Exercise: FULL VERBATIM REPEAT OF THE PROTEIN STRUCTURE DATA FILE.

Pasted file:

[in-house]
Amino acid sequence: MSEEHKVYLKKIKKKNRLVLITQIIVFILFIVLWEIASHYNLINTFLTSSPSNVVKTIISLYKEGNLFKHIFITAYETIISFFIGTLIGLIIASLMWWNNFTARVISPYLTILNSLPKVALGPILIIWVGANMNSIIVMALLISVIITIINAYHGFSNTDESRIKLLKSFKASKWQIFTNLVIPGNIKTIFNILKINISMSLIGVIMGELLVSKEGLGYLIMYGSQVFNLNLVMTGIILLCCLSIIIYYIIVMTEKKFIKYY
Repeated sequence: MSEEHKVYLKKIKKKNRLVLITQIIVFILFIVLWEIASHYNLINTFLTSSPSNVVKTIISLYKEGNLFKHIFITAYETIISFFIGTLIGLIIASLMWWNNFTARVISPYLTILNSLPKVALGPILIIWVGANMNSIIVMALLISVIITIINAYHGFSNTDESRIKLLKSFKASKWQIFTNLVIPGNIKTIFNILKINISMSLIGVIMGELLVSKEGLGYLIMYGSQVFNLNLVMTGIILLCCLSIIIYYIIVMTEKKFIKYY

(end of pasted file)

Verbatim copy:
[in-house]
Amino acid sequence: MSEEHKVYLKKIKKKNRLVLITQIIVFILFIVLWEIASHYNLINTFLTSSPSNVVKTIISLYKEGNLFKHIFITAYETIISFFIGTLIGLIIASLMWWNNFTARVISPYLTILNSLPKVALGPILIIWVGANMNSIIVMALLISVIITIINAYHGFSNTDESRIKLLKSFKASKWQIFTNLVIPGNIKTIFNILKINISMSLIGVIMGELLVSKEGLGYLIMYGSQVFNLNLVMTGIILLCCLSIIIYYIIVMTEKKFIKYY
Repeated sequence: MSEEHKVYLKKIKKKNRLVLITQIIVFILFIVLWEIASHYNLINTFLTSSPSNVVKTIISLYKEGNLFKHIFITAYETIISFFIGTLIGLIIASLMWWNNFTARVISPYLTILNSLPKVALGPILIIWVGANMNSIIVMALLISVIITIINAYHGFSNTDESRIKLLKSFKASKWQIFTNLVIPGNIKTIFNILKINISMSLIGVIMGELLVSKEGLGYLIMYGSQVFNLNLVMTGIILLCCLSIIIYYIIVMTEKKFIKYY